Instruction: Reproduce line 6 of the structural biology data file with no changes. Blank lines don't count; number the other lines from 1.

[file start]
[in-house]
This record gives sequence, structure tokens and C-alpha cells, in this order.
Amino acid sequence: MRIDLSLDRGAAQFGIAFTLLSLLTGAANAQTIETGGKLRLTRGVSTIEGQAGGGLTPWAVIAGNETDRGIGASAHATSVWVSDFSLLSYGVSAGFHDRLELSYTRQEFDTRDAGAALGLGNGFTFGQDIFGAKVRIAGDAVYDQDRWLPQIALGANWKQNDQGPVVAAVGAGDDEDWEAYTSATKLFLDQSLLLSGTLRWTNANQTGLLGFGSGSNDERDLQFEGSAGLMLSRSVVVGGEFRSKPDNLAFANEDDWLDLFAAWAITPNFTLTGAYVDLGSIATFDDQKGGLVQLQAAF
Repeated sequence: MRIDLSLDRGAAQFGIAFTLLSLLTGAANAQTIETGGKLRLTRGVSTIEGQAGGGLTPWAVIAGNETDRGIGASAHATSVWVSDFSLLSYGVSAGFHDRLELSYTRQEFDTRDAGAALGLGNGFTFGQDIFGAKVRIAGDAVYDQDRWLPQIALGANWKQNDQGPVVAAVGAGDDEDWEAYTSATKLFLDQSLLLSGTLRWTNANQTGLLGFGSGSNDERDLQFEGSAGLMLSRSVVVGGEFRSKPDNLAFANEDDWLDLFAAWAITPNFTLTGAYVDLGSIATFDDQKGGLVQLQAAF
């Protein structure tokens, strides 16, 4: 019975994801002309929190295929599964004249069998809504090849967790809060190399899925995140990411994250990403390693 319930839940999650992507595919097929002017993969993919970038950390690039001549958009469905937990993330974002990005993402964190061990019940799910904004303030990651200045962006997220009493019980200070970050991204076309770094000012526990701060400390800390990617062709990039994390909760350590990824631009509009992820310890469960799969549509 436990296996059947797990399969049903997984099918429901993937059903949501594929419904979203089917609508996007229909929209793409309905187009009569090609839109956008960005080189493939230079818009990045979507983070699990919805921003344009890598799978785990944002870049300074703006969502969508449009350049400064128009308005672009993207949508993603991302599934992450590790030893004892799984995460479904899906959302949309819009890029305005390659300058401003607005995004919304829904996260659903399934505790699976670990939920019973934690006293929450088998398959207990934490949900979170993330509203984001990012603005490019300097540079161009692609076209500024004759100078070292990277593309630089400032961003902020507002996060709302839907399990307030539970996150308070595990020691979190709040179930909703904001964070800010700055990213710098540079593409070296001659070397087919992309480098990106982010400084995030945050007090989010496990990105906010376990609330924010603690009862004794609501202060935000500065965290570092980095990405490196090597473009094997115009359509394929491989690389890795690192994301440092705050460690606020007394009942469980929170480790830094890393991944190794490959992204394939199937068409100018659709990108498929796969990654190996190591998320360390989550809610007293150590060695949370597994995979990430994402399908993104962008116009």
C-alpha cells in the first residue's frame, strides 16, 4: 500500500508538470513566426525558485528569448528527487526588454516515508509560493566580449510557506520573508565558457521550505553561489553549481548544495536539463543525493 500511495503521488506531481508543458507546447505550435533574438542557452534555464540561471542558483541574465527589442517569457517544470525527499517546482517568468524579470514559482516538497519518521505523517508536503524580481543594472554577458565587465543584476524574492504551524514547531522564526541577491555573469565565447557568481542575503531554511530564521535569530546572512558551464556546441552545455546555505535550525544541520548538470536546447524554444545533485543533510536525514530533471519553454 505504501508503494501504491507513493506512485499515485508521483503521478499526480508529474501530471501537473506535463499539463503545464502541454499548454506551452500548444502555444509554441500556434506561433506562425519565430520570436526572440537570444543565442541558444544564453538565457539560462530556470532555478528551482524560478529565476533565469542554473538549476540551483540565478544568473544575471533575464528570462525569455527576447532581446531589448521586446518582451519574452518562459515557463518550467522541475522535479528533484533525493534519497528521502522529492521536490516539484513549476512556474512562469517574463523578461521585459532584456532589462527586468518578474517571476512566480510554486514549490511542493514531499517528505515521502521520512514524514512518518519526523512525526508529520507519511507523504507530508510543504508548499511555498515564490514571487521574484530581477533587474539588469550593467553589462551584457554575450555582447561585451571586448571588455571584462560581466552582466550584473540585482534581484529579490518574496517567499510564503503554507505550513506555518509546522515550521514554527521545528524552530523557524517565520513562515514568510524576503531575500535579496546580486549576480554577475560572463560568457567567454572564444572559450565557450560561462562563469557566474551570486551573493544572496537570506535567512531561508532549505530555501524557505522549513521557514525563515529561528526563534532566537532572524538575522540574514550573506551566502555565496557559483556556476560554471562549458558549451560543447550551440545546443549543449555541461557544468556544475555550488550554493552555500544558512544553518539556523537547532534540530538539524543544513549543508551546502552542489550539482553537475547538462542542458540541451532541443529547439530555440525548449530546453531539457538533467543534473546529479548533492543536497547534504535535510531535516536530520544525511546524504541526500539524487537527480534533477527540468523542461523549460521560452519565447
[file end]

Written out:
C-alpha cells in the first residue's frame, strides 16, 4: 500500500508538470513566426525558485528569448528527487526588454516515508509560493566580449510557506520573508565558457521550505553561489553549481548544495536539463543525493 500511495503521488506531481508543458507546447505550435533574438542557452534555464540561471542558483541574465527589442517569457517544470525527499517546482517568468524579470514559482516538497519518521505523517508536503524580481543594472554577458565587465543584476524574492504551524514547531522564526541577491555573469565565447557568481542575503531554511530564521535569530546572512558551464556546441552545455546555505535550525544541520548538470536546447524554444545533485543533510536525514530533471519553454 505504501508503494501504491507513493506512485499515485508521483503521478499526480508529474501530471501537473506535463499539463503545464502541454499548454506551452500548444502555444509554441500556434506561433506562425519565430520570436526572440537570444543565442541558444544564453538565457539560462530556470532555478528551482524560478529565476533565469542554473538549476540551483540565478544568473544575471533575464528570462525569455527576447532581446531589448521586446518582451519574452518562459515557463518550467522541475522535479528533484533525493534519497528521502522529492521536490516539484513549476512556474512562469517574463523578461521585459532584456532589462527586468518578474517571476512566480510554486514549490511542493514531499517528505515521502521520512514524514512518518519526523512525526508529520507519511507523504507530508510543504508548499511555498515564490514571487521574484530581477533587474539588469550593467553589462551584457554575450555582447561585451571586448571588455571584462560581466552582466550584473540585482534581484529579490518574496517567499510564503503554507505550513506555518509546522515550521514554527521545528524552530523557524517565520513562515514568510524576503531575500535579496546580486549576480554577475560572463560568457567567454572564444572559450565557450560561462562563469557566474551570486551573493544572496537570506535567512531561508532549505530555501524557505522549513521557514525563515529561528526563534532566537532572524538575522540574514550573506551566502555565496557559483556556476560554471562549458558549451560543447550551440545546443549543449555541461557544468556544475555550488550554493552555500544558512544553518539556523537547532534540530538539524543544513549543508551546502552542489550539482553537475547538462542542458540541451532541443529547439530555440525548449530546453531539457538533467543534473546529479548533492543536497547534504535535510531535516536530520544525511546524504541526500539524487537527480534533477527540468523542461523549460521560452519565447